Illegal use of weapons is "the intentional or criminally negligent discharging of any firearm ... where it is foreseeable that it may result in death or great bodily harm to a human being." La. R.S. 14:94(A). Conspiracy is "the agreement or combination of two or more persons for the specific purpose of committing any crime; provided that an agreement or combination to commit a crime shall not amount to a criminal conspiracy unless, in addition to such agreement or combination, one or more of such parties does an act in furtherance of the object of the agreement or combination." La. R.S. 14:26(A). Proof of a conspiracy may be by direct or circumstantial evidence. State v. Johnson , 438 So.2d 1091, 1099 (La. 1983). If the intended basic crime has been consummated, the conspirators may be tried for either the conspiracy or the completed offense. La. R.S. 14:26(B). The Defendants contend that the State failed to offer sufficient evidence to establish an agreement among the Defendants to commit the crime of illegal use of weapons. We disagree.
The evidence established that, on May 29, 2012, Guillory and Harden agreed on a plan to shoot at members of a rival gang later that day. Guillory and Harden (who were armed) then contacted Sandifer and Newman (whom they knew to be armed), invited them to participate, and picked them up. The four then drove to another part of town where they expected to find rival gang members. On arrival, while Guillory (the driver) stayed with the vehicle, the Defendants exited the vehicle and opened fired in an attempt to murder as many rival gang members as they could find. The Defendants then returned to the vehicle; and the four departed the scene together. This evidence was sufficient to establish an agreement among the Defendants to commit the crime of illegal use of weapons.
The LRA is similar in structure to the federal Racketeer Influenced and Corrupt Organizations Act, 18 U.S.C. § 1961, et seq. (the "RICO Act"); and Louisiana courts have regarded federal jurisprudence interpreting the RICO Act as persuasive. See State v. Nine Sav. Accounts , 553 So.2d 823, 825 (La. 1989) ("observing that, "[b]ecause [the LRA] was apparently patterned after [the RICO Act], federal decisions in this area are persuasive"). Accordingly, to the extent no Louisiana court has addressed the LRA issues presented in this appeal, we are guided by federal jurisprudence interpreting the RICO Act and note, where appropriate, any difference between the two.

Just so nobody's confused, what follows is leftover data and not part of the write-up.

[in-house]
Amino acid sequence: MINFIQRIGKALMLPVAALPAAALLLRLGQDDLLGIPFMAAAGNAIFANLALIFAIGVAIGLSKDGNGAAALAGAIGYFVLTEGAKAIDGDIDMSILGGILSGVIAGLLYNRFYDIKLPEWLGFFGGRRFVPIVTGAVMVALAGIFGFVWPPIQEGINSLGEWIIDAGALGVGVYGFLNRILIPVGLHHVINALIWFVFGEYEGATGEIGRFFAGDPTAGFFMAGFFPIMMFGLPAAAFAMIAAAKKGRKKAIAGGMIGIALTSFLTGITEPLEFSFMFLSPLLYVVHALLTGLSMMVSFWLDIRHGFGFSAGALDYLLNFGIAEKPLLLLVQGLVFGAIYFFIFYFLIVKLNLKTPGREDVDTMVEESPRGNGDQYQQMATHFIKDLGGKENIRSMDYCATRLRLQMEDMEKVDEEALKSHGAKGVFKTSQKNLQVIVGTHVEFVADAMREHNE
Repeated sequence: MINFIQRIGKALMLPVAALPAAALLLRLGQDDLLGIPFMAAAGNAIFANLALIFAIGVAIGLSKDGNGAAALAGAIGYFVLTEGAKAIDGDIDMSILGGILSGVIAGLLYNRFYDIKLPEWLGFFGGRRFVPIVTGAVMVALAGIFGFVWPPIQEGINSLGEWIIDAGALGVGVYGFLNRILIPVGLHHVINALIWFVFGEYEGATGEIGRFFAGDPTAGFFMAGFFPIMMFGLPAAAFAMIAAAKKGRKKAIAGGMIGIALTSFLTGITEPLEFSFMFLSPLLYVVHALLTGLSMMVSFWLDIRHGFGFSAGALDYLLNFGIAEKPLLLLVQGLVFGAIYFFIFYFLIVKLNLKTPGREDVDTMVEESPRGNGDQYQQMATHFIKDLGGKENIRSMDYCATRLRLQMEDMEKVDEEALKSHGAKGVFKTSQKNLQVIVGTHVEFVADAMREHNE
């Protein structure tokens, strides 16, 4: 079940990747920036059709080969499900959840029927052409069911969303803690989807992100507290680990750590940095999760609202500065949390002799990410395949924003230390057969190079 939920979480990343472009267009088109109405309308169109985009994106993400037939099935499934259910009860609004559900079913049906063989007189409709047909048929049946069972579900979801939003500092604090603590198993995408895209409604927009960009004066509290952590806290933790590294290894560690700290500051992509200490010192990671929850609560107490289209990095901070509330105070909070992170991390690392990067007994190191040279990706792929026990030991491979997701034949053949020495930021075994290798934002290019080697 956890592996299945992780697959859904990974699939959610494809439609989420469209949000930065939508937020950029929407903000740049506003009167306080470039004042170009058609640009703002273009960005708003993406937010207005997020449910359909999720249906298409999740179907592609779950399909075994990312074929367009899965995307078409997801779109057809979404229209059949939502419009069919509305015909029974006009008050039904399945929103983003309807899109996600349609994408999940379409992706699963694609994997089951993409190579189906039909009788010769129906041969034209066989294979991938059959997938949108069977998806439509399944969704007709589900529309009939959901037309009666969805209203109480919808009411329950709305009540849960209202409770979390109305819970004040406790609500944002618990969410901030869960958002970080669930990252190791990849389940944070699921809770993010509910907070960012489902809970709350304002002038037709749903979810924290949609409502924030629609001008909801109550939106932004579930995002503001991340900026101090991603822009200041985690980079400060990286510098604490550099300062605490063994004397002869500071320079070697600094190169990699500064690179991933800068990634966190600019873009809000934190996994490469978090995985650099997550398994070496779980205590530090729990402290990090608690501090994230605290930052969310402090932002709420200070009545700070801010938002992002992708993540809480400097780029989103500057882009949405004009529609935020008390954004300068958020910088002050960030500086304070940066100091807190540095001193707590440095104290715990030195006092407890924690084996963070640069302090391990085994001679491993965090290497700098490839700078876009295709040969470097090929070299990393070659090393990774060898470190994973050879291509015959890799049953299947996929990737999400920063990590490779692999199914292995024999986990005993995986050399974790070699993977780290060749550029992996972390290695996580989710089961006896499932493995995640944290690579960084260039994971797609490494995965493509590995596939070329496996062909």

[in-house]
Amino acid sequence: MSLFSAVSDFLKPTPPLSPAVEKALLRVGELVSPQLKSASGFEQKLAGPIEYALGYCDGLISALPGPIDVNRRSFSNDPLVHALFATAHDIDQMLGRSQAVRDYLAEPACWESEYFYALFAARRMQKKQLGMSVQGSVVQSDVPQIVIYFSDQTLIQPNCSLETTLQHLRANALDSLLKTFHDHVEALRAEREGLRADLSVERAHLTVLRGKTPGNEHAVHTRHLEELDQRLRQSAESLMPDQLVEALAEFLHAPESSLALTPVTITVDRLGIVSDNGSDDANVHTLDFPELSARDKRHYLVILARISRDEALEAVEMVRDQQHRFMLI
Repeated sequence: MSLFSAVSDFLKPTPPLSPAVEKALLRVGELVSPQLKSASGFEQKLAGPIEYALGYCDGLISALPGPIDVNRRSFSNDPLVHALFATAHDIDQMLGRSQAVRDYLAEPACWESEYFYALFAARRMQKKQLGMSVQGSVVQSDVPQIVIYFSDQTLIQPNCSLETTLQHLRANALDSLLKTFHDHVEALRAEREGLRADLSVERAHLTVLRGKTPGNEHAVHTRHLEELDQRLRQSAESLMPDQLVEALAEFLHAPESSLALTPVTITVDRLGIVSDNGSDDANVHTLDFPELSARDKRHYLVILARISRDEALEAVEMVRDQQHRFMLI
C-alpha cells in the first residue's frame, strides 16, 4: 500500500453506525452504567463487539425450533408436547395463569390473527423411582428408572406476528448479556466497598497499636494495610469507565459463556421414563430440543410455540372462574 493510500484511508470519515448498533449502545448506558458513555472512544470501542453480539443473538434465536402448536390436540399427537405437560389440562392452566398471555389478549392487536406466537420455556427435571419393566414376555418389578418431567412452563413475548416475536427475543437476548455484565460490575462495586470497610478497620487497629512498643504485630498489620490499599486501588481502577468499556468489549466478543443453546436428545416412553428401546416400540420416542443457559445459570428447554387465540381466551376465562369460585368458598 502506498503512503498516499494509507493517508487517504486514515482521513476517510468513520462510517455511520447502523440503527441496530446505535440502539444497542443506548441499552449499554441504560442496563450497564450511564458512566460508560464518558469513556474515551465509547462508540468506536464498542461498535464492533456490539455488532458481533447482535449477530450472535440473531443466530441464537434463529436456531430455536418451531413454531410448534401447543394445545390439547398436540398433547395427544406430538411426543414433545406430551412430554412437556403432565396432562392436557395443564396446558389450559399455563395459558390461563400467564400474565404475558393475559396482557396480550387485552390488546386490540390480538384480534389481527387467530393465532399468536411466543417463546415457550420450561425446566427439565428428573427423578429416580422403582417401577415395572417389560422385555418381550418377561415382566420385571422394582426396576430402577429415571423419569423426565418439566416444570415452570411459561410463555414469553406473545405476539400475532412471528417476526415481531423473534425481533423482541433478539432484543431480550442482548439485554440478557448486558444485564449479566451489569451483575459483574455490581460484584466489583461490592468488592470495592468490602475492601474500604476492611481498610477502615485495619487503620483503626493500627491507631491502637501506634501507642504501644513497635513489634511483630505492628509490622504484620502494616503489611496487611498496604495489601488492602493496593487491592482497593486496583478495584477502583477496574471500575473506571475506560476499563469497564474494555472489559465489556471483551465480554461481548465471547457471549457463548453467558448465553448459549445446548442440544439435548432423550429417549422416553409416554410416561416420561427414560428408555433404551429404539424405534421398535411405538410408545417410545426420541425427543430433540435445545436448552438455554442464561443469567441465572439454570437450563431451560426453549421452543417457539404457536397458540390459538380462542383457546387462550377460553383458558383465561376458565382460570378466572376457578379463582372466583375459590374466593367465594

The Defendants were convicted, under La. R.S. 15:1353(D), of conspiring to violate the LRA—specifically, La. R.S. 15:1353(C), which makes it a crime to conduct or participate in an enterprise through a pattern of racketeering. The Defendants argue that the State failed to prove the existence of an enterprise; an agreement to violate La. R.S. 15:1353(C) ; and a pattern of racketeering activity. We address each argument separately.
Although, as discussed elsewhere in this opinion, the State offered sufficient evidence to prove the existence of an enterprise, we note that there is tension in the jurisprudence as to whether the State was required to do so. Compare City of New York v. Bello , 579 F. App'x 15, 17 (2d Cir. 2014) (observing that "the existence of a RICO enterprise is not a required element of a RICO conspiracy claim"); with U.S. v. Pinson , 860 F.3d 152, 161 (4th Cir. 2017) (observing that "to prove a RICO conspiracy, evidence must show the existence of a RICO ‘enterprise’ in which the defendant conspired to participate").
The LRA defines "enterprise" to mean "any individual, sole proprietorship, partnership, corporation or other legal entity, or any unchartered association, or group of individuals associated in fact and includes unlawful as well as lawful enterprises and governmental as well as other entities." La. R.S. 15:1352(B). In this case, the State proceeded under the theory that the 110'ers—the "Enterprise"—was an association-in-fact. An association-in-fact enterprise "is not the pattern of racketeering activity; it is an entity separate and apart from the pattern of activity in which it engages." U.S. v. Turkette , 452 U.S. 576, 583, 101 S.Ct. 2524, 2529, 69 L.Ed.2d 246 (1981). Additionally, "an association-in-fact enterprise must have a structure." Boyle v. United States , 556 U.S. 938, 945, 129 S.Ct. 2237, 2244, 173 L.Ed.2d 1265 (2009). In support of their contention that the State failed to prove the existence of an enterprise, the Defendants advance two arguments.
They first argue that the State failed to prove that the Enterprise existed separately from the racketeering activities. The record does not support that argument; to the contrary, the record reflects that the State offered considerable evidence, both direct and circumstantial, that the Enterprise had an existence separate from the pattern of racketeering activities.
Numerous witnesses testified that all members of the Enterprise operated under the common name of the "110'ers" and affiliated with one of three sub-gangs. They had tattoos and flashed hand signs signifying their membership in the gang. They frequently congregated in a designated area to discuss the gang's activities. They appeared together in several gang-themed music videos. They made social media posts pledging loyalty to the gang. They used a shared, coded language when discussing the gang's activities. They pooled and traded weapons and ammunition. To honor members murdered by rival gangs, they organized events at which customized memorial t-shirts were worn bearing the gang's name. Upon committing their first murder, members were elevated to the rank(s)—both a status and a sub-group—of "Team Murder." These facts are direct evidence that the Enterprise was an established and durable association-in-fact with an existence separate from the crimes committed by its members.